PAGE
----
31 January 2008 United Nations Messenger of Peace and award-winning actor George Clooney, just back from the war-wracked Darfur region of Sudan, today urged countries to provide peacekeepers serving with the hybrid United Nations-African Union force there enough resources to do their job – “or have the decency to just bring them all home.”
Briefing the press at UN Headquarters in New York after visiting existing or nascent UN peacekeeping missions in Sudan, Chad and the Democratic Republic of the Congo (DRC), and the key troop-contributing country India, Mr. Clooney said the Darfur force (known as UNAMID) was still missing key capacities such as helicopters and trucks.
He said the troops in the mission – many of whom also served in the earlier, under-resourced AU mission to Darfur – deserved appropriate resources to quell violence and bring stability to the region, where at least 200,000 people have been killed since 2003.
“Either give them [the UNAMID peacekeepers] the basic tools for protecting the population and themselves, or have the decency to just bring them all home. Because you can’t do it halfway,” he said. “Bring them home and shut off your TV and your radio and your phones and the Internet and go back into the offices and wait until it’s all over.”
Mr. Clooney said that during his visit to Darfur, he noticed that locals witnessing the arrival of UN peacekeepers have started to “feel a new energy in the air. They feel for the first time that this is the moment that the rest of the world, all of the nations, united, are stepping in to help them…
“When I stood in the hospital next to women who had been raped and set on fire two days earlier, they looked up to me and said, ‘Please send the UN.’ Not the US; not China; not Russia; just the UN. You’re their only hope.”
Mr. Clooney, who travelled with Assistant Secretary-General Jane Holl Lute, the Officer-in-Charge of the Department of Field Support, and other UN staff, said the Sudanese Government must for its part make sure it does not obstruct the peacekeepers from carrying out their work and provide protection to aid workers from rebel attacks.
“These peacekeepers are not an occupying force. They are not there to spread democracy or infringe on religious beliefs. The [DR] Congo is proof of that.”
He also stressed that Darfur’s vast population of internally displaced persons (IDPs) held the Government or its allied Janjaweed militia for them having to flee their homes.
“Millions are homeless – not from famine, or disease, or acts of God, but from a well-armed militia intent on ridding the land of its people.”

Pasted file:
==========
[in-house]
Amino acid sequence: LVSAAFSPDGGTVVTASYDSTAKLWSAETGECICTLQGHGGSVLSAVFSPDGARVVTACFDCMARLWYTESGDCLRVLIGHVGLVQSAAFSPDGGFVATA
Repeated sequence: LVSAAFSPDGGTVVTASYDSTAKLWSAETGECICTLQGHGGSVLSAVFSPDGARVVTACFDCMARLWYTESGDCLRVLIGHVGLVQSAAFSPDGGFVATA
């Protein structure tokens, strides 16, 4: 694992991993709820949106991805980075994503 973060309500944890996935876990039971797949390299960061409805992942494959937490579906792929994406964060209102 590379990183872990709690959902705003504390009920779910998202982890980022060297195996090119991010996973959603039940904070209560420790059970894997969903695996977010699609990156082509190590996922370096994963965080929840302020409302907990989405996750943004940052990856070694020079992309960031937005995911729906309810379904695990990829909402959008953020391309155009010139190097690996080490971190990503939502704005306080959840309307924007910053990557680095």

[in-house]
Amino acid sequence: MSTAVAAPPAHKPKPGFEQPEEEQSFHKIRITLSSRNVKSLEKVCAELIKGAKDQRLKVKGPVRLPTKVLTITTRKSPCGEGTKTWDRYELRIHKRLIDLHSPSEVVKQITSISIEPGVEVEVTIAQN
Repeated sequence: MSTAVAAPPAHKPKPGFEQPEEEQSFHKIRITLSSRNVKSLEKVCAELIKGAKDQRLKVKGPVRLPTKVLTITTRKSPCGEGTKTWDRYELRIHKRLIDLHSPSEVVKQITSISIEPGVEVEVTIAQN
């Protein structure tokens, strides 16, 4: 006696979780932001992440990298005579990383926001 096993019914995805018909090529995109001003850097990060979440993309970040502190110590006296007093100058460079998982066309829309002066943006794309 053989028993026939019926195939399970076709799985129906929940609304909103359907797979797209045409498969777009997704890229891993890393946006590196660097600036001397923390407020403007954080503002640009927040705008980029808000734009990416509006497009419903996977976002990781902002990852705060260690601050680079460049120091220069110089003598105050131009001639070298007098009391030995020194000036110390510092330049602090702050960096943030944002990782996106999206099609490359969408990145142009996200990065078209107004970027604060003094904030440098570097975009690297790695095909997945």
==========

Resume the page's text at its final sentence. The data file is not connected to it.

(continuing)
But he noted that the situation has become increasingly complicated as rebel groups fight each other and attack civilians, resulting in “a vacuum of justice, of civility, of local government, land rights, humanity. As in any apocalypse, the ones left standing begin to fight for survival. The rebel groups can and have engaged in horrific acts of violence.”
Mr. Clooney said a durable peace will only emerge when all the parties sit down together “and begin the long process of talks. There’s 2.5 million people who want to go back to their homes and not live in misery.”
Before briefing the press today, Mr. Clooney was formally presented with a Messenger of Peace certificate and dove pin by Deputy Secretary-General Asha-Rose Migiro. The Oscar-winning artist was officially designated as a Messenger of Peace, with a special focus on peacekeeping, earlier this month.
He also held talks with Ms. Holl Lute and the Under-Secretary-General for Communications and Public Information, Kiyotaka Akasaka.
Asked about his status as a celebrity Messenger of Peace, Mr. Clooney observed that it was becoming increasingly difficult challenge to get “things that are truly important to us” on the news or the international radar.
“It seems as if at times celebrity can bring that focus. It can’t make the policies, it can’t change people’s minds really. But you can bring a camera where you go because they’ll follow you and you can shine a light on it. That seems to be my job in this.”
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